On 12 May 1963, the old timber bridge over the river at Stanground, known as the Black Bridge, was destroyed by fire. Until 9 June, when the line was reopened to normal traffic, trains had to be diverted via Spalding and the GER/GNR joint line. Over a hundred years previously, in March 1856, the original wooden bridge was already reported to be "positively dangerous" and services crossed the old bridge on the Up line at a rate of only 4 mph and on the Down line at only 2 mph. Plans to replace the structure with a brick structure were never realised. The new replacement wooden bridge – which now consisted of only two tracks (there had been 5 on the old bridge) – was rebuilt on the previous piles which were undamaged below ground and water levels. Track and signalling modifications were required to connect the yards at each end of the bridge.

Although passenger services on the Northampton line ceased on 2 May 1964, the following year around 40 trains per day were still calling at Peterborough East. However, on 6 June 1966, with the closure of the Rugby line from Yarwell Junction to Seaton, Peterborough East finally closed to passenger traffic. This, however, did not mark the end of the station as it was converted into a parcels centre. The station became the base for the East Anglia British Rail Universal Trolley Equipment (BRUTE) service and handled some 15,000 parcels a day. On 29 June 1970, the station finally became redundant when operations were transferred to the new British Rail Express Parcel Terminal built on the site of the New England locomotive sheds. In July 1981, the Post Office took over the terminal when BR withdrew its unprofitable Collected/Delivered parcels business.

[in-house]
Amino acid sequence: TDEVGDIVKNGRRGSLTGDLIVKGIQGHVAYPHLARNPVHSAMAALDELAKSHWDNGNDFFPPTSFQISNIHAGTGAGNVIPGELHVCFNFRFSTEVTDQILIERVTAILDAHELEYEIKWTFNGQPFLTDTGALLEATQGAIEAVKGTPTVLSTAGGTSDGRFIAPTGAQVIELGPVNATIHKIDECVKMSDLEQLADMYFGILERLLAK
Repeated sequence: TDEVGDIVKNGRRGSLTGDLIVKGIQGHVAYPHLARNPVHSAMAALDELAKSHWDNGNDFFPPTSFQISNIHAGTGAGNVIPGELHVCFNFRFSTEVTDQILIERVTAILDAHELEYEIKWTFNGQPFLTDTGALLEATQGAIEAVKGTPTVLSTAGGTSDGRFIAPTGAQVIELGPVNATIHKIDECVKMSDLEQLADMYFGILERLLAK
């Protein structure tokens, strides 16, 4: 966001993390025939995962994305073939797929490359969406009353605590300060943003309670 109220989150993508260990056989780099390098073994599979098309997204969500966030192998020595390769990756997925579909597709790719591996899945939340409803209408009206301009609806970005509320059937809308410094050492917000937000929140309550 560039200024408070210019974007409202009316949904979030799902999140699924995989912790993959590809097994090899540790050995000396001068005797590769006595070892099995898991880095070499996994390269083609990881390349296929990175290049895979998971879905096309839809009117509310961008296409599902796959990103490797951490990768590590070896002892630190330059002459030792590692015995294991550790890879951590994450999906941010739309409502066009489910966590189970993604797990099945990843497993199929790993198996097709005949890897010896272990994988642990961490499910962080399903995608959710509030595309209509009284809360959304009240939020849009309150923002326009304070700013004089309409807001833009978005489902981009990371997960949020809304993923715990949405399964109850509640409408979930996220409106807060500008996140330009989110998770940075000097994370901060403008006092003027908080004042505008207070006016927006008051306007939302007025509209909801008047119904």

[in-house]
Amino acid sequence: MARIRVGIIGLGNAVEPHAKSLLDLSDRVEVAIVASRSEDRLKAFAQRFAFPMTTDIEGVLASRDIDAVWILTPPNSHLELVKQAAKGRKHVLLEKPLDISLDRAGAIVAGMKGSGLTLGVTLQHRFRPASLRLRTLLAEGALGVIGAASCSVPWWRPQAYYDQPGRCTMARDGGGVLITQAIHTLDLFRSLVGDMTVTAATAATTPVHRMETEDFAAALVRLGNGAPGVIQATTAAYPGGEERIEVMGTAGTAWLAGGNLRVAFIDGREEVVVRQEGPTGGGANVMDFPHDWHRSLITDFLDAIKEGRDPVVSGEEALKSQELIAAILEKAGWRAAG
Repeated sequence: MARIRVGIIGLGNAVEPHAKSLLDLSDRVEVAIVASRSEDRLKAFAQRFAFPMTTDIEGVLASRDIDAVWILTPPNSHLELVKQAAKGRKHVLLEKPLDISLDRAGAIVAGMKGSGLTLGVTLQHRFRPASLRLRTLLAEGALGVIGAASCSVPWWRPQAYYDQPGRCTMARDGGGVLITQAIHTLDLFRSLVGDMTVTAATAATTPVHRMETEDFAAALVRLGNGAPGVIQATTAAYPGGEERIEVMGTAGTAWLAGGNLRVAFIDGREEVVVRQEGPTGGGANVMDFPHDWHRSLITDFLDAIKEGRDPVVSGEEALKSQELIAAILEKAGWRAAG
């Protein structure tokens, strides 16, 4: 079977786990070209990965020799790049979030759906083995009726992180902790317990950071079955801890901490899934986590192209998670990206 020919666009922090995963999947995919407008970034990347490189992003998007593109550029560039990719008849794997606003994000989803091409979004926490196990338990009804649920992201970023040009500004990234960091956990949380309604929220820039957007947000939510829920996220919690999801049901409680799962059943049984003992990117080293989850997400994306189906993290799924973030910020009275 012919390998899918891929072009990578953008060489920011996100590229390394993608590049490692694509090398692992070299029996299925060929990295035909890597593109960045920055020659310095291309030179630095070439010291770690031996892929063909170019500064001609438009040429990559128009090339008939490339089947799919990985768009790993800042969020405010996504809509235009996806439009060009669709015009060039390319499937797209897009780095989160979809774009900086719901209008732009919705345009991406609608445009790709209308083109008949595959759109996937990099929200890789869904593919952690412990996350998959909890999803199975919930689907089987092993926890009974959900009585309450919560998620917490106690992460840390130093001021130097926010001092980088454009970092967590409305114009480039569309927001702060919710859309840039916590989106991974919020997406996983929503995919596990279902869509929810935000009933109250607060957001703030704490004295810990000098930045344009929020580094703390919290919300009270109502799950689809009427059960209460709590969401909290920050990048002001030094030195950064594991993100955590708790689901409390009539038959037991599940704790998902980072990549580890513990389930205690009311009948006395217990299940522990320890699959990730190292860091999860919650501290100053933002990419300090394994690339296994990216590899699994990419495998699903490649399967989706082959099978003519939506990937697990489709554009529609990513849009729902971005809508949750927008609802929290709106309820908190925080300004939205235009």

In 1971 a possible alternative use for the East station was put forward by the Peterborough Locomotive Society (PLS), the predecessor of the Peterborough Railway Society. With the support of Peterborough City Council, the Peterborough Development Corporation and the Huntingdon and Peterborough County Council, the PLS proposed that the National Railway Museum – which had previously been located at Clapham – should relocate to Peterborough instead of moving to another London site or to York. The East station and former locomotive shed could be developed into a static museum. The unique advantage of the site was the possibility of a link to a live museum, built on the former LNWR locoshed site, from which a preserved steam railway could run along the Nene Valley to Wansford. However, as is now well-known, the National Railway Museum eventually moved to York.

The station today[edit]

In 1972 the East Station was demolished and only part of the main platform with a bay at the east end remains. In 1977 the turntable from the locoyard, which had been retained to turn track maintenance machines, was purchased by the PRS and moved to Wansford. After the rebuilding of the Black Bridge in 1963, an 10 mph speed limit had been imposed. With the demolition of the replacement bridge, a new concrete bridge was opened in June 1981 which allowed the speed limit to be raised to the normal limit.

A fenced public footpath runs along the southern edge of the remaining platform. The large engine shed to the east of the site is still standing, but the whole site has been earmarked for future development. Nevertheless, the Ely to Peterborough Line continues to run through the site and continues to provide a well-used link between East Anglia and the Midlands.

Former services[edit]

Former Services
Preceding station Disused railways Following station
Terminus   London and North Western Railway
Peterborough to Rugby
  Orton Waterville
Terminus   London and North Western Railway
Peterborough to Northampton
  Orton Waterville
Terminus   Midland Railway
Peterborough to Leicester
  Peterborough North
Terminus   Great Eastern Railway
Peterborough to Cambridge
  Whittlesea

See also[edit]

References[edit]

External links[edit]

Coordinates: 52°33′59″N 0°14′23″W / 52.566418°N 0.239776°W / 52.566418; -0.239776